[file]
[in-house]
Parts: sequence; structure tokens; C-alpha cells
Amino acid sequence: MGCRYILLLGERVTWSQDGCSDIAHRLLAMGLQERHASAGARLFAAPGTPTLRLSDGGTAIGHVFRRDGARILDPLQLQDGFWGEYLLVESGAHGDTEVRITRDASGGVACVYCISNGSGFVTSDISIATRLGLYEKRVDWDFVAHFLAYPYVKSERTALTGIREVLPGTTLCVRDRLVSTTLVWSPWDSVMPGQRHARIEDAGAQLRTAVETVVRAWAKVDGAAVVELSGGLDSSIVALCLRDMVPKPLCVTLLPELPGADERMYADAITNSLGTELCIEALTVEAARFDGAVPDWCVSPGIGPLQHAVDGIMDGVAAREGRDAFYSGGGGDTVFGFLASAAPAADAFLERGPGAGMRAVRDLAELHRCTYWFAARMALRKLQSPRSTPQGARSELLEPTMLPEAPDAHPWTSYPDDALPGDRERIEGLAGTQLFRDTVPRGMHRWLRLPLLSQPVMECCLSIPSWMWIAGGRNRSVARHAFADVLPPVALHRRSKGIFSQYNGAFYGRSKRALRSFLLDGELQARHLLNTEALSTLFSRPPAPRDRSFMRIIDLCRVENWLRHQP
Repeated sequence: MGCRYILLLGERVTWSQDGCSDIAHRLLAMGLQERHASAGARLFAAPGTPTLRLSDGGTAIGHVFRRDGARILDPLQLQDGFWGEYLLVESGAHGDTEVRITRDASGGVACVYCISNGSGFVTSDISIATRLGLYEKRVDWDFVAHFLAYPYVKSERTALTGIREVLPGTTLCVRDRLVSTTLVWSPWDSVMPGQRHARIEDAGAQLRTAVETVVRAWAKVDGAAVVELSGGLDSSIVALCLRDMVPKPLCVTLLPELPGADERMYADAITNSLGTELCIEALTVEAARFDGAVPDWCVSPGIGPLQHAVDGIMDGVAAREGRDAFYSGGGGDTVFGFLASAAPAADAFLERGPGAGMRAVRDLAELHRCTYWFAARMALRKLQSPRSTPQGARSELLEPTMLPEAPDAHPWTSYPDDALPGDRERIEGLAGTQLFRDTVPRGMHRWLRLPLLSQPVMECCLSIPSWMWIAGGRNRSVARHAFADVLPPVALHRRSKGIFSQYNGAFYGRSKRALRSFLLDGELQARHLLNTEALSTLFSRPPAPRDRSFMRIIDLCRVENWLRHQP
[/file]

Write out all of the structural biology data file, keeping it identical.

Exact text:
[in-house]
Parts: sequence; structure tokens; C-alpha cells
Amino acid sequence: MGCRYILLLGERVTWSQDGCSDIAHRLLAMGLQERHASAGARLFAAPGTPTLRLSDGGTAIGHVFRRDGARILDPLQLQDGFWGEYLLVESGAHGDTEVRITRDASGGVACVYCISNGSGFVTSDISIATRLGLYEKRVDWDFVAHFLAYPYVKSERTALTGIREVLPGTTLCVRDRLVSTTLVWSPWDSVMPGQRHARIEDAGAQLRTAVETVVRAWAKVDGAAVVELSGGLDSSIVALCLRDMVPKPLCVTLLPELPGADERMYADAITNSLGTELCIEALTVEAARFDGAVPDWCVSPGIGPLQHAVDGIMDGVAAREGRDAFYSGGGGDTVFGFLASAAPAADAFLERGPGAGMRAVRDLAELHRCTYWFAARMALRKLQSPRSTPQGARSELLEPTMLPEAPDAHPWTSYPDDALPGDRERIEGLAGTQLFRDTVPRGMHRWLRLPLLSQPVMECCLSIPSWMWIAGGRNRSVARHAFADVLPPVALHRRSKGIFSQYNGAFYGRSKRALRSFLLDGELQARHLLNTEALSTLFSRPPAPRDRSFMRIIDLCRVENWLRHQP
Repeated sequence: MGCRYILLLGERVTWSQDGCSDIAHRLLAMGLQERHASAGARLFAAPGTPTLRLSDGGTAIGHVFRRDGARILDPLQLQDGFWGEYLLVESGAHGDTEVRITRDASGGVACVYCISNGSGFVTSDISIATRLGLYEKRVDWDFVAHFLAYPYVKSERTALTGIREVLPGTTLCVRDRLVSTTLVWSPWDSVMPGQRHARIEDAGAQLRTAVETVVRAWAKVDGAAVVELSGGLDSSIVALCLRDMVPKPLCVTLLPELPGADERMYADAITNSLGTELCIEALTVEAARFDGAVPDWCVSPGIGPLQHAVDGIMDGVAAREGRDAFYSGGGGDTVFGFLASAAPAADAFLERGPGAGMRAVRDLAELHRCTYWFAARMALRKLQSPRSTPQGARSELLEPTMLPEAPDAHPWTSYPDDALPGDRERIEGLAGTQLFRDTVPRGMHRWLRLPLLSQPVMECCLSIPSWMWIAGGRNRSVARHAFADVLPPVALHRRSKGIFSQYNGAFYGRSKRALRSFLLDGELQARHLLNTEALSTLFSRPPAPRDRSFMRIIDLCRVENWLRHQP